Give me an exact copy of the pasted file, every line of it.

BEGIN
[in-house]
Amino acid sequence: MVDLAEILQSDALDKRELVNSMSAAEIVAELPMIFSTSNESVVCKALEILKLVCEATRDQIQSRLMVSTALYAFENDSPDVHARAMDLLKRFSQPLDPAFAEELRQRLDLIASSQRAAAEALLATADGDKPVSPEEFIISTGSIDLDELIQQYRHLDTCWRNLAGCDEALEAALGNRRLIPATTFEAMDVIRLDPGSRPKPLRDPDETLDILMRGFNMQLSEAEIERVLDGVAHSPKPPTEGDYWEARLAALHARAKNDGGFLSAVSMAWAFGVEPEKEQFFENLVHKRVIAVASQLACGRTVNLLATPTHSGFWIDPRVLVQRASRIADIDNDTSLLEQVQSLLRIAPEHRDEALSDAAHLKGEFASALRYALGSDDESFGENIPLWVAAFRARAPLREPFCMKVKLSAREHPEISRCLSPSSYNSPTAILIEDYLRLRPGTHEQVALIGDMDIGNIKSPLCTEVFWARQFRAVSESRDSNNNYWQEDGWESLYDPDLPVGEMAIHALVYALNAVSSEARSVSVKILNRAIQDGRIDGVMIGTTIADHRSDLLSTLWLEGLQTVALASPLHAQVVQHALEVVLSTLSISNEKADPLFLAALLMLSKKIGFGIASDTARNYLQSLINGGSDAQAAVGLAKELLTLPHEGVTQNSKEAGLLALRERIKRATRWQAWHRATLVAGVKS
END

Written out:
[in-house]
Amino acid sequence: MVDLAEILQSDALDKRELVNSMSAAEIVAELPMIFSTSNESVVCKALEILKLVCEATRDQIQSRLMVSTALYAFENDSPDVHARAMDLLKRFSQPLDPAFAEELRQRLDLIASSQRAAAEALLATADGDKPVSPEEFIISTGSIDLDELIQQYRHLDTCWRNLAGCDEALEAALGNRRLIPATTFEAMDVIRLDPGSRPKPLRDPDETLDILMRGFNMQLSEAEIERVLDGVAHSPKPPTEGDYWEARLAALHARAKNDGGFLSAVSMAWAFGVEPEKEQFFENLVHKRVIAVASQLACGRTVNLLATPTHSGFWIDPRVLVQRASRIADIDNDTSLLEQVQSLLRIAPEHRDEALSDAAHLKGEFASALRYALGSDDESFGENIPLWVAAFRARAPLREPFCMKVKLSAREHPEISRCLSPSSYNSPTAILIEDYLRLRPGTHEQVALIGDMDIGNIKSPLCTEVFWARQFRAVSESRDSNNNYWQEDGWESLYDPDLPVGEMAIHALVYALNAVSSEARSVSVKILNRAIQDGRIDGVMIGTTIADHRSDLLSTLWLEGLQTVALASPLHAQVVQHALEVVLSTLSISNEKADPLFLAALLMLSKKIGFGIASDTARNYLQSLINGGSDAQAAVGLAKELLTLPHEGVTQNSKEAGLLALRERIKRATRWQAWHRATLVAGVKS